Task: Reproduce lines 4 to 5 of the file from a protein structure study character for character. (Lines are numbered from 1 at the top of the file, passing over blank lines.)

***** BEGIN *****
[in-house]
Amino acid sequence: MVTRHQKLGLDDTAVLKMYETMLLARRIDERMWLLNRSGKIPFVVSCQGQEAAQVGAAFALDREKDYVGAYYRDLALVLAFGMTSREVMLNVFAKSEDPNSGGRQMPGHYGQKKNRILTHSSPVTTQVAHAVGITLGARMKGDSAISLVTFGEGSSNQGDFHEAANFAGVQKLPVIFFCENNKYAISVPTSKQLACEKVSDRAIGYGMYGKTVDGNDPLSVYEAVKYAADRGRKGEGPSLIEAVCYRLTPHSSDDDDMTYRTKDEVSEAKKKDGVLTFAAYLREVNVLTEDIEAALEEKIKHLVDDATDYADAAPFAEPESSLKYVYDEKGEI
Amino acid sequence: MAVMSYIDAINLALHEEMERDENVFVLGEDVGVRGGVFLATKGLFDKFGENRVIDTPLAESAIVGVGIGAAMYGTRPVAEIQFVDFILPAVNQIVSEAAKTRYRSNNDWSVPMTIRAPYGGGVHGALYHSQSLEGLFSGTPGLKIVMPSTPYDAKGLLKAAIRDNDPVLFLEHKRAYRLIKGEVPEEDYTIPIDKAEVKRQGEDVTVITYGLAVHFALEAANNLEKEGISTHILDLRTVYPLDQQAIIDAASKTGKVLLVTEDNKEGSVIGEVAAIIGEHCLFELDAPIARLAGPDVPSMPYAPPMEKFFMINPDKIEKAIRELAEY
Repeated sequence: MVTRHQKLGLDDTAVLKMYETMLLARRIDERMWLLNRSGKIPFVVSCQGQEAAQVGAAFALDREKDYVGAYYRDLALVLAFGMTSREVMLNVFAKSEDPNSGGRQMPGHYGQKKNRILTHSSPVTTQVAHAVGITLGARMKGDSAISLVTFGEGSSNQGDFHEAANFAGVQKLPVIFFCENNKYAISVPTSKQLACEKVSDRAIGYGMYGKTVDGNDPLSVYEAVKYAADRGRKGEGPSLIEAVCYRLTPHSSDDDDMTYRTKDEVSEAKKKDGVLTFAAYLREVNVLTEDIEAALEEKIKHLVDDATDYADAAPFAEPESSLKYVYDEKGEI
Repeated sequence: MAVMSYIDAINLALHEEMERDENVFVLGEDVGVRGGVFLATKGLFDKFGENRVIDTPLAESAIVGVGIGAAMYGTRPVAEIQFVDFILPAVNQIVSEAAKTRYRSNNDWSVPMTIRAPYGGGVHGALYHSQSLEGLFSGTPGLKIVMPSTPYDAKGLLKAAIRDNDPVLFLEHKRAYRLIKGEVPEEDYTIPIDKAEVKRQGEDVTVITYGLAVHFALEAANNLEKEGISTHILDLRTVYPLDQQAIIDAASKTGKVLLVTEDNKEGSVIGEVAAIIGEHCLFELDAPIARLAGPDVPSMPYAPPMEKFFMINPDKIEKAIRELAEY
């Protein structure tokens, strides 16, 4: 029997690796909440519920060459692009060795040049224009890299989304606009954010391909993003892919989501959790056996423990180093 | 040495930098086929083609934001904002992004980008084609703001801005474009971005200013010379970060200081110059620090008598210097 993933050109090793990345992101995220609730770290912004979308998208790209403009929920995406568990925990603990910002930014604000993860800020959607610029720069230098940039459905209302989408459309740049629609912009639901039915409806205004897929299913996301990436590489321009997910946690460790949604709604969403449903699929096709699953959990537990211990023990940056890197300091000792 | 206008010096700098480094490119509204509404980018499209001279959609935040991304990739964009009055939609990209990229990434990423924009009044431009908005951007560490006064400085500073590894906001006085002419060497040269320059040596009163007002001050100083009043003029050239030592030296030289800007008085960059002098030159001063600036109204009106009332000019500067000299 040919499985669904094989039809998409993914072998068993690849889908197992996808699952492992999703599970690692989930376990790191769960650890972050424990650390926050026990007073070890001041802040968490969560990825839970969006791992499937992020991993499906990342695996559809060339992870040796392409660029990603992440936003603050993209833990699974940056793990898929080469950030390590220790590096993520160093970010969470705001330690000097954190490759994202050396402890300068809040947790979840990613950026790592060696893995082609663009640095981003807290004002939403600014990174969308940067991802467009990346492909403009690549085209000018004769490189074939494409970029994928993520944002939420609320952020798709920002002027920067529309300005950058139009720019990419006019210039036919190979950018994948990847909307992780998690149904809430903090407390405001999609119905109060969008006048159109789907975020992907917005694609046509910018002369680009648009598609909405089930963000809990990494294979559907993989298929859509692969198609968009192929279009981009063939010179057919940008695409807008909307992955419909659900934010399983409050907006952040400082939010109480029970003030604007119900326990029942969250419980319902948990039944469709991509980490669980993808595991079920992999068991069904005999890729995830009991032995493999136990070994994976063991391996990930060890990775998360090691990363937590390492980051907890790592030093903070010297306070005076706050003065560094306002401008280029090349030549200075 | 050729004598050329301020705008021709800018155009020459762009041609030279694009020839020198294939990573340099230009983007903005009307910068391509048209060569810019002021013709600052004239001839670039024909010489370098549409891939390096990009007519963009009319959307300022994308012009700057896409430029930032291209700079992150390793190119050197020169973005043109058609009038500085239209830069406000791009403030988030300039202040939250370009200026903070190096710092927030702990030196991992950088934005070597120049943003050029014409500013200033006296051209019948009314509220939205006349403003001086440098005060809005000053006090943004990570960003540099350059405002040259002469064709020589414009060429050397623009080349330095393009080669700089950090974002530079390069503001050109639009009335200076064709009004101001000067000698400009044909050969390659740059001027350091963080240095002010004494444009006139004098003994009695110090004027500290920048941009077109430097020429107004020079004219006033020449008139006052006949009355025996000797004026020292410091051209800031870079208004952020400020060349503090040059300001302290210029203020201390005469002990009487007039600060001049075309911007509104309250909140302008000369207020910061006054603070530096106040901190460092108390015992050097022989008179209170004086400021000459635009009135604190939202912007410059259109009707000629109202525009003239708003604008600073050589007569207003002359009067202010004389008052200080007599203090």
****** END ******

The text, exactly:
Repeated sequence: MVTRHQKLGLDDTAVLKMYETMLLARRIDERMWLLNRSGKIPFVVSCQGQEAAQVGAAFALDREKDYVGAYYRDLALVLAFGMTSREVMLNVFAKSEDPNSGGRQMPGHYGQKKNRILTHSSPVTTQVAHAVGITLGARMKGDSAISLVTFGEGSSNQGDFHEAANFAGVQKLPVIFFCENNKYAISVPTSKQLACEKVSDRAIGYGMYGKTVDGNDPLSVYEAVKYAADRGRKGEGPSLIEAVCYRLTPHSSDDDDMTYRTKDEVSEAKKKDGVLTFAAYLREVNVLTEDIEAALEEKIKHLVDDATDYADAAPFAEPESSLKYVYDEKGEI
Repeated sequence: MAVMSYIDAINLALHEEMERDENVFVLGEDVGVRGGVFLATKGLFDKFGENRVIDTPLAESAIVGVGIGAAMYGTRPVAEIQFVDFILPAVNQIVSEAAKTRYRSNNDWSVPMTIRAPYGGGVHGALYHSQSLEGLFSGTPGLKIVMPSTPYDAKGLLKAAIRDNDPVLFLEHKRAYRLIKGEVPEEDYTIPIDKAEVKRQGEDVTVITYGLAVHFALEAANNLEKEGISTHILDLRTVYPLDQQAIIDAASKTGKVLLVTEDNKEGSVIGEVAAIIGEHCLFELDAPIARLAGPDVPSMPYAPPMEKFFMINPDKIEKAIRELAEY